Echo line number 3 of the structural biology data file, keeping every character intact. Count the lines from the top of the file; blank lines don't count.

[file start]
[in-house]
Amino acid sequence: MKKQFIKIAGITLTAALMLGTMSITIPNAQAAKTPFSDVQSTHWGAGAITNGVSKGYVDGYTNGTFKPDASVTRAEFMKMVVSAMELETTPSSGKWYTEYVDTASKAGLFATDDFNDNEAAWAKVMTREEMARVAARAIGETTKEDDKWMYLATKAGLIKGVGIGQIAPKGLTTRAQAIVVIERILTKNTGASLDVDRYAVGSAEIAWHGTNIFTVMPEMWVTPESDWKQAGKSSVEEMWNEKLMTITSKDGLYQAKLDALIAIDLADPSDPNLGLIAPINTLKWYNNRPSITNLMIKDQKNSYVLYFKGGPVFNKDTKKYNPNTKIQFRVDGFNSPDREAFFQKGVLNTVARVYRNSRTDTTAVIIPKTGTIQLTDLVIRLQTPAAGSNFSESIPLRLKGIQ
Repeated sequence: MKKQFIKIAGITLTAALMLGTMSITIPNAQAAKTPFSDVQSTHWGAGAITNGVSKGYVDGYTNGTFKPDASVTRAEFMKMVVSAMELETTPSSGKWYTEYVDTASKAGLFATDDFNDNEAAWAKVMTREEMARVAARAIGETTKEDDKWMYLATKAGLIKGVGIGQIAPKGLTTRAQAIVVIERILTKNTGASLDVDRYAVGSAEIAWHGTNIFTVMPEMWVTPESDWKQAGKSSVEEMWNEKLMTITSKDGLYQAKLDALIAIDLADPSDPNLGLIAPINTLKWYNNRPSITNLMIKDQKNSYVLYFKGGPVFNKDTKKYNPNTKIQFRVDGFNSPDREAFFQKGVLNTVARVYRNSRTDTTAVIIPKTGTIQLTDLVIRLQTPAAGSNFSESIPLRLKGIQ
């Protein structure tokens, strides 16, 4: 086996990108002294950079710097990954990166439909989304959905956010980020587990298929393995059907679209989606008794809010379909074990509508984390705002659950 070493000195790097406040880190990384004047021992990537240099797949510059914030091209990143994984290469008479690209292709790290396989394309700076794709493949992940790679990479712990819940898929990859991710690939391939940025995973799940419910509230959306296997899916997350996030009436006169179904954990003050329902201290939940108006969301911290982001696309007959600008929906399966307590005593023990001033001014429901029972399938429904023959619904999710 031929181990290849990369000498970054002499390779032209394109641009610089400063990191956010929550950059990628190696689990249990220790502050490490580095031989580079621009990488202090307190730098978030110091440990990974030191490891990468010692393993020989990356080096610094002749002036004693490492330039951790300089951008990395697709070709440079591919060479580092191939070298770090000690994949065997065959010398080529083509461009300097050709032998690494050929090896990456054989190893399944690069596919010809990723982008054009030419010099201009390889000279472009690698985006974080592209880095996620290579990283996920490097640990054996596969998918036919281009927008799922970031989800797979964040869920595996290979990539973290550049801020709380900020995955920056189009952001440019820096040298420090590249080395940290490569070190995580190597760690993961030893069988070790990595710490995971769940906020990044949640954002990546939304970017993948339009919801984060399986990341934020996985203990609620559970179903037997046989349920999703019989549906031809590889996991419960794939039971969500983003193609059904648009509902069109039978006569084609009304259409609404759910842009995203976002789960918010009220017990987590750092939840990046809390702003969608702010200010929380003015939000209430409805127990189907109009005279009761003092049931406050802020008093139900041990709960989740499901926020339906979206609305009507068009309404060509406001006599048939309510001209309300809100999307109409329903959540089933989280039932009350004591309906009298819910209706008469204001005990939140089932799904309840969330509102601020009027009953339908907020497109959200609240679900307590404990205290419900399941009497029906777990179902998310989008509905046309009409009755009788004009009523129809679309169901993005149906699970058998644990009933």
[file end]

Repeated sequence: MKKQFIKIAGITLTAALMLGTMSITIPNAQAAKTPFSDVQSTHWGAGAITNGVSKGYVDGYTNGTFKPDASVTRAEFMKMVVSAMELETTPSSGKWYTEYVDTASKAGLFATDDFNDNEAAWAKVMTREEMARVAARAIGETTKEDDKWMYLATKAGLIKGVGIGQIAPKGLTTRAQAIVVIERILTKNTGASLDVDRYAVGSAEIAWHGTNIFTVMPEMWVTPESDWKQAGKSSVEEMWNEKLMTITSKDGLYQAKLDALIAIDLADPSDPNLGLIAPINTLKWYNNRPSITNLMIKDQKNSYVLYFKGGPVFNKDTKKYNPNTKIQFRVDGFNSPDREAFFQKGVLNTVARVYRNSRTDTTAVIIPKTGTIQLTDLVIRLQTPAAGSNFSESIPLRLKGIQ